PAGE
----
We went to Cambridge the day before the glass fair to stay with friends, and wandering around a charity shop I spotted this rare (yes, I think I am really justified in using the 'R' word this time
) Whitefriars vase.
It is from the experimental range designed by Baxter in 1961 to use up the white enamel from thermometer tubes on blue or red glass. This proved difficult, due to incompatibility of the enamel and the glass, and the range was quickly discontinued. The vase I found is an uncatalogued shape, but it can be seen in the photo of Baxter with this range which is in the Lesley Jackson WF book on page 87.
When we found the vase we thought it had water damage, but on washing it I found it was only dust! However, it does have a small (about 1cm) internal annealing fracture - a symptom of the incompatibility of the two materials, and one reason the range was abandoned - and a couple of tiny burst bubbles on the surface, which have obviously been there since it was made.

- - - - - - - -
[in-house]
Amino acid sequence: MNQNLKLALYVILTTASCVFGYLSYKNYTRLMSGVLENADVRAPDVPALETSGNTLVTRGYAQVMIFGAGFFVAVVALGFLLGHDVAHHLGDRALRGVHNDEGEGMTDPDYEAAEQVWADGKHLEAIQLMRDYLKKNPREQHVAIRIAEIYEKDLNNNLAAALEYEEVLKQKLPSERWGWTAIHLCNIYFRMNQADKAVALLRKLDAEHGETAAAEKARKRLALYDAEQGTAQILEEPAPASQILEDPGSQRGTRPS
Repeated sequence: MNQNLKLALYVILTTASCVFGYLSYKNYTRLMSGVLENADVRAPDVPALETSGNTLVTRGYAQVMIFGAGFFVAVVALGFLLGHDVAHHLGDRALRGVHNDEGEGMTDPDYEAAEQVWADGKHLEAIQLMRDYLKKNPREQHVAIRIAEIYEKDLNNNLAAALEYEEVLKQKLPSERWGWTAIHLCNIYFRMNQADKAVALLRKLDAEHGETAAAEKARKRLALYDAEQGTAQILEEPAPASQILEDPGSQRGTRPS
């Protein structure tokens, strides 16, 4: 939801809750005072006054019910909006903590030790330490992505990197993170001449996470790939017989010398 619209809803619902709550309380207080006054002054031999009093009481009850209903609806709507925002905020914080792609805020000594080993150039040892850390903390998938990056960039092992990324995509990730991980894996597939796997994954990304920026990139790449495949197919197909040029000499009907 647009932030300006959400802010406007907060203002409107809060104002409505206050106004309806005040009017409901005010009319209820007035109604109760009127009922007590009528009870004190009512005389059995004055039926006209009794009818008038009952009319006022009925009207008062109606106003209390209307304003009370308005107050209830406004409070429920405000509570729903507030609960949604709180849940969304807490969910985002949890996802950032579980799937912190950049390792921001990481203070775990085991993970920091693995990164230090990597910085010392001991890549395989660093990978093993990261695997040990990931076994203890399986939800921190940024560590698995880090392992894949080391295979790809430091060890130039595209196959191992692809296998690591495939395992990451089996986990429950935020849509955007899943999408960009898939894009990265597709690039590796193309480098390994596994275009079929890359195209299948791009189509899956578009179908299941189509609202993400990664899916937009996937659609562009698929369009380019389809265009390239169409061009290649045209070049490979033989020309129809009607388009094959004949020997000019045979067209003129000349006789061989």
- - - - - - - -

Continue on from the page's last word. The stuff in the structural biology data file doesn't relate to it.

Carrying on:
I don't collect this sort of WF so I shall be 'moving it on', but my question is this: should I get the burst bubbles polished out, or should I let anyone who buys the vase decide whether they want to have it done or not? I know nothing can be done about the annealing fracture, but this is something which I personally wouldn't be too worried about as I feel it's intrinsic to the 'history' of this vase, and indeed to the experimental nature of the range, although I know it would put some collectors off. However, if it were me I would leave the bubbles since they have been there from when it was made. But I would love to know what do other glass collectors think? To polish, or not to polish? Do it before sale, or point it out and leave the decision to the buyer?
Help and advice most welcome, please.